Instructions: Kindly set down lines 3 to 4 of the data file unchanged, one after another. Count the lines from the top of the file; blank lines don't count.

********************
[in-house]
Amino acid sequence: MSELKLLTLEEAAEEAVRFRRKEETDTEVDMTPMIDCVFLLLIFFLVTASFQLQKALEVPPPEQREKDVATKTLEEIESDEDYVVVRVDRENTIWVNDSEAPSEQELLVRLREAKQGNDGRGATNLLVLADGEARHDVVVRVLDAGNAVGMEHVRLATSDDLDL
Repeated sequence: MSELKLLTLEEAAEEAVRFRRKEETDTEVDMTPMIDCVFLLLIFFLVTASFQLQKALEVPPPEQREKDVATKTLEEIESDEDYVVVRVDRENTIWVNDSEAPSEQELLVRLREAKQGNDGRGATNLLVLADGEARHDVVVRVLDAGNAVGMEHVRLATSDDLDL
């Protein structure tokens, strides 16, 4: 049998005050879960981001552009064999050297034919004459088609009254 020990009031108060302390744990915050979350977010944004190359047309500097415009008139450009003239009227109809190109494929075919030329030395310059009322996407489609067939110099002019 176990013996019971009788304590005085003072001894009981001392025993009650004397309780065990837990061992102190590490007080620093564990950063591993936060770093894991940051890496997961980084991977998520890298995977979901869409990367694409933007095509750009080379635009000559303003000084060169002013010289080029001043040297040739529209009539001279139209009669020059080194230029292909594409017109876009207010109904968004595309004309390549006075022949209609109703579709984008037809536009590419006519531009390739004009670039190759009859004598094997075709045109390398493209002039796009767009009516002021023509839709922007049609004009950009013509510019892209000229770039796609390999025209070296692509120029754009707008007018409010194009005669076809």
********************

Repeated sequence: MSELKLLTLEEAAEEAVRFRRKEETDTEVDMTPMIDCVFLLLIFFLVTASFQLQKALEVPPPEQREKDVATKTLEEIESDEDYVVVRVDRENTIWVNDSEAPSEQELLVRLREAKQGNDGRGATNLLVLADGEARHDVVVRVLDAGNAVGMEHVRLATSDDLDL
């Protein structure tokens, strides 16, 4: 049998005050879960981001552009064999050297034919004459088609009254 020990009031108060302390744990915050979350977010944004190359047309500097415009008139450009003239009227109809190109494929075919030329030395310059009322996407489609067939110099002019 176990013996019971009788304590005085003072001894009981001392025993009650004397309780065990837990061992102190590490007080620093564990950063591993936060770093894991940051890496997961980084991977998520890298995977979901869409990367694409933007095509750009080379635009000559303003000084060169002013010289080029001043040297040739529209009539001279139209009669020059080194230029292909594409017109876009207010109904968004595309004309390549006075022949209609109703579709984008037809536009590419006519531009390739004009670039190759009859004598094997075709045109390398493209002039796009767009009516002021023509839709922007049609004009950009013509510019892209000229770039796609390999025209070296692509120029754009707008007018409010194009005669076809």